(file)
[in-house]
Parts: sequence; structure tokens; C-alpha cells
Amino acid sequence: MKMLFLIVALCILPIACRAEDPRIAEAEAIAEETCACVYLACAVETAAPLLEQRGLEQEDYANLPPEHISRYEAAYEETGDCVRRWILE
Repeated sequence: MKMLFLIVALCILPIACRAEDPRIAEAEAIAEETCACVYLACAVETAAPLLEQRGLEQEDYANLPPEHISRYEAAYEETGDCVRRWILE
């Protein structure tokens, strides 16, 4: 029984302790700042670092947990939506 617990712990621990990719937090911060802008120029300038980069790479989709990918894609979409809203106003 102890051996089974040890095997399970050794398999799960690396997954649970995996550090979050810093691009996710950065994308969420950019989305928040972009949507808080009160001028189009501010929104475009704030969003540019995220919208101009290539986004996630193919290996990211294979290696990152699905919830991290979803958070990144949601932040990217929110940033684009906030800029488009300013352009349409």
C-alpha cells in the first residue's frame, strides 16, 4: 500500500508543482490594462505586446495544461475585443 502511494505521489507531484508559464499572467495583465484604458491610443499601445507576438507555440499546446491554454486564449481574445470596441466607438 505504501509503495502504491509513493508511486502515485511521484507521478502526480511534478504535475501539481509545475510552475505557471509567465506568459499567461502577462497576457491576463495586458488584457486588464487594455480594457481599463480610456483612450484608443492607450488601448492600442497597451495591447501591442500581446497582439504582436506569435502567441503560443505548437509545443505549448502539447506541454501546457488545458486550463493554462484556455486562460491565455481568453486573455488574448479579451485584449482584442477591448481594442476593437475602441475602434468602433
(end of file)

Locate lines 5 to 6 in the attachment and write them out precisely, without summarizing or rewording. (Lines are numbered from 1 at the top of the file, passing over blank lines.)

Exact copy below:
């Protein structure tokens, strides 16, 4: 029984302790700042670092947990939506 617990712990621990990719937090911060802008120029300038980069790479989709990918894609979409809203106003 102890051996089974040890095997399970050794398999799960690396997954649970995996550090979050810093691009996710950065994308969420950019989305928040972009949507808080009160001028189009501010929104475009704030969003540019995220919208101009290539986004996630193919290996990211294979290696990152699905919830991290979803958070990144949601932040990217929110940033684009906030800029488009300013352009349409």
C-alpha cells in the first residue's frame, strides 16, 4: 500500500508543482490594462505586446495544461475585443 502511494505521489507531484508559464499572467495583465484604458491610443499601445507576438507555440499546446491554454486564449481574445470596441466607438 505504501509503495502504491509513493508511486502515485511521484507521478502526480511534478504535475501539481509545475510552475505557471509567465506568459499567461502577462497576457491576463495586458488584457486588464487594455480594457481599463480610456483612450484608443492607450488601448492600442497597451495591447501591442500581446497582439504582436506569435502567441503560443505548437509545443505549448502539447506541454501546457488545458486550463493554462484556455486562460491565455481568453486573455488574448479579451485584449482584442477591448481594442476593437475602441475602434468602433